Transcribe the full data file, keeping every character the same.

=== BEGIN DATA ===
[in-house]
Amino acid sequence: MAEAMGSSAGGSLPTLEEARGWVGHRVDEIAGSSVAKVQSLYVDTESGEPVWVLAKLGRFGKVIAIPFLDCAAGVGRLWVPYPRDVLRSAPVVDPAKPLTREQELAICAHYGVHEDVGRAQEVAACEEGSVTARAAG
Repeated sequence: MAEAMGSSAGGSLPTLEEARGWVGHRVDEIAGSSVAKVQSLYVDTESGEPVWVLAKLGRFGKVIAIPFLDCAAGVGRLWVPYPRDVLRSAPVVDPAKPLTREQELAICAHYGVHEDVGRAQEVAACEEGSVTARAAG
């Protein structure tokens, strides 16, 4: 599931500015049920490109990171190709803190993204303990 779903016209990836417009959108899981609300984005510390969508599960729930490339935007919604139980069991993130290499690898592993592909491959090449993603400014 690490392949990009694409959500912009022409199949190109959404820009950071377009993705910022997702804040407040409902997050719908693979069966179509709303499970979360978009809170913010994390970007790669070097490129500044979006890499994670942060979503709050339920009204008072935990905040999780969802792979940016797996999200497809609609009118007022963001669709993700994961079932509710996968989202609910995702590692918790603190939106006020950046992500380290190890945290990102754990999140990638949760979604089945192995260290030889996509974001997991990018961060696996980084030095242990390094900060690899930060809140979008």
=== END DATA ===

[in-house]
Amino acid sequence: MAEAMGSSAGGSLPTLEEARGWVGHRVDEIAGSSVAKVQSLYVDTESGEPVWVLAKLGRFGKVIAIPFLDCAAGVGRLWVPYPRDVLRSAPVVDPAKPLTREQELAICAHYGVHEDVGRAQEVAACEEGSVTARAAG
Repeated sequence: MAEAMGSSAGGSLPTLEEARGWVGHRVDEIAGSSVAKVQSLYVDTESGEPVWVLAKLGRFGKVIAIPFLDCAAGVGRLWVPYPRDVLRSAPVVDPAKPLTREQELAICAHYGVHEDVGRAQEVAACEEGSVTARAAG
């Protein structure tokens, strides 16, 4: 599931500015049920490109990171190709803190993204303990 779903016209990836417009959108899981609300984005510390969508599960729930490339935007919604139980069991993130290499690898592993592909491959090449993603400014 690490392949990009694409959500912009022409199949190109959404820009950071377009993705910022997702804040407040409902997050719908693979069966179509709303499970979360978009809170913010994390970007790669070097490129500044979006890499994670942060979503709050339920009204008072935990905040999780969802792979940016797996999200497809609609009118007022963001669709993700994961079932509710996968989202609910995702590692918790603190939106006020950046992500380290190890945290990102754990999140990638949760979604089945192995260290030889996509974001997991990018961060696996980084030095242990390094900060690899930060809140979008």